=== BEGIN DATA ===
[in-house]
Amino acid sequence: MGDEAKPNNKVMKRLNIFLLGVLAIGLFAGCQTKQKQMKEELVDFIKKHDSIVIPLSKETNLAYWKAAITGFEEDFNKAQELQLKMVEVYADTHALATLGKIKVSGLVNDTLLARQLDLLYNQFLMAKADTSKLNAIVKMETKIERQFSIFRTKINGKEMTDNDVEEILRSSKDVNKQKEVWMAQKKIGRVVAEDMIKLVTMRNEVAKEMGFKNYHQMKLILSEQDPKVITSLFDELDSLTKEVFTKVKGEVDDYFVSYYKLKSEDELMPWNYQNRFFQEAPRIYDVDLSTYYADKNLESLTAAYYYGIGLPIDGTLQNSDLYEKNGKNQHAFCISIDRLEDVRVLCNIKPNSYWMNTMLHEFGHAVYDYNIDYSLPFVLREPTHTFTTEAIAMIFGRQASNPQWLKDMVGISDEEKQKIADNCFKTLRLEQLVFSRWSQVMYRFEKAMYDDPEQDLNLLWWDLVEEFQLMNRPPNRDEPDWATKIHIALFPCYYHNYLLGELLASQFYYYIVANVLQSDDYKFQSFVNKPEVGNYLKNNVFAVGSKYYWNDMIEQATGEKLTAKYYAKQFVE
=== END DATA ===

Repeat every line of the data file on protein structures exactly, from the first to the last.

[in-house]
Amino acid sequence: MGDEAKPNNKVMKRLNIFLLGVLAIGLFAGCQTKQKQMKEELVDFIKKHDSIVIPLSKETNLAYWKAAITGFEEDFNKAQELQLKMVEVYADTHALATLGKIKVSGLVNDTLLARQLDLLYNQFLMAKADTSKLNAIVKMETKIERQFSIFRTKINGKEMTDNDVEEILRSSKDVNKQKEVWMAQKKIGRVVAEDMIKLVTMRNEVAKEMGFKNYHQMKLILSEQDPKVITSLFDELDSLTKEVFTKVKGEVDDYFVSYYKLKSEDELMPWNYQNRFFQEAPRIYDVDLSTYYADKNLESLTAAYYYGIGLPIDGTLQNSDLYEKNGKNQHAFCISIDRLEDVRVLCNIKPNSYWMNTMLHEFGHAVYDYNIDYSLPFVLREPTHTFTTEAIAMIFGRQASNPQWLKDMVGISDEEKQKIADNCFKTLRLEQLVFSRWSQVMYRFEKAMYDDPEQDLNLLWWDLVEEFQLMNRPPNRDEPDWATKIHIALFPCYYHNYLLGELLASQFYYYIVANVLQSDDYKFQSFVNKPEVGNYLKNNVFAVGSKYYWNDMIEQATGEKLTAKYYAKQFVE